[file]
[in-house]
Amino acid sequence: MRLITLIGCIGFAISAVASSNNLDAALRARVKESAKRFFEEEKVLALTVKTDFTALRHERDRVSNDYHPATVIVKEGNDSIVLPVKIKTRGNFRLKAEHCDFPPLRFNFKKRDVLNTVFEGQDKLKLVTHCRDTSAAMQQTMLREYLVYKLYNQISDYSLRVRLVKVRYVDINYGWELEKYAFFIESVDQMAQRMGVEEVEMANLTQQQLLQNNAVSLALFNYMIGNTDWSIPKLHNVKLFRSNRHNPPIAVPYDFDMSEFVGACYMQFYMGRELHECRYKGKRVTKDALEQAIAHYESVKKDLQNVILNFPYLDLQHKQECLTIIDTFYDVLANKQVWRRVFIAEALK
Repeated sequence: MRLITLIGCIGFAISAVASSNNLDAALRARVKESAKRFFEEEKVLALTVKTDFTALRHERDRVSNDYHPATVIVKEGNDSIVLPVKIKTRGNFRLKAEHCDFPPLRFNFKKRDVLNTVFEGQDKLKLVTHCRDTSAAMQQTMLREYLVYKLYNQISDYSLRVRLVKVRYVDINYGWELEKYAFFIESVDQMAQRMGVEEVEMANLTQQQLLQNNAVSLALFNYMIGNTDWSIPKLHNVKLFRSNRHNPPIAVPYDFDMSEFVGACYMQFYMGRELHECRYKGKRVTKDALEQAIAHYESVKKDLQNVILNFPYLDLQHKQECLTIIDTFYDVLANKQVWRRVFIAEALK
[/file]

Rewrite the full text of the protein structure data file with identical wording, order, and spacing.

[in-house]
Amino acid sequence: MRLITLIGCIGFAISAVASSNNLDAALRARVKESAKRFFEEEKVLALTVKTDFTALRHERDRVSNDYHPATVIVKEGNDSIVLPVKIKTRGNFRLKAEHCDFPPLRFNFKKRDVLNTVFEGQDKLKLVTHCRDTSAAMQQTMLREYLVYKLYNQISDYSLRVRLVKVRYVDINYGWELEKYAFFIESVDQMAQRMGVEEVEMANLTQQQLLQNNAVSLALFNYMIGNTDWSIPKLHNVKLFRSNRHNPPIAVPYDFDMSEFVGACYMQFYMGRELHECRYKGKRVTKDALEQAIAHYESVKKDLQNVILNFPYLDLQHKQECLTIIDTFYDVLANKQVWRRVFIAEALK
Repeated sequence: MRLITLIGCIGFAISAVASSNNLDAALRARVKESAKRFFEEEKVLALTVKTDFTALRHERDRVSNDYHPATVIVKEGNDSIVLPVKIKTRGNFRLKAEHCDFPPLRFNFKKRDVLNTVFEGQDKLKLVTHCRDTSAAMQQTMLREYLVYKLYNQISDYSLRVRLVKVRYVDINYGWELEKYAFFIESVDQMAQRMGVEEVEMANLTQQQLLQNNAVSLALFNYMIGNTDWSIPKLHNVKLFRSNRHNPPIAVPYDFDMSEFVGACYMQFYMGRELHECRYKGKRVTKDALEQAIAHYESVKKDLQNVILNFPYLDLQHKQECLTIIDTFYDVLANKQVWRRVFIAEALK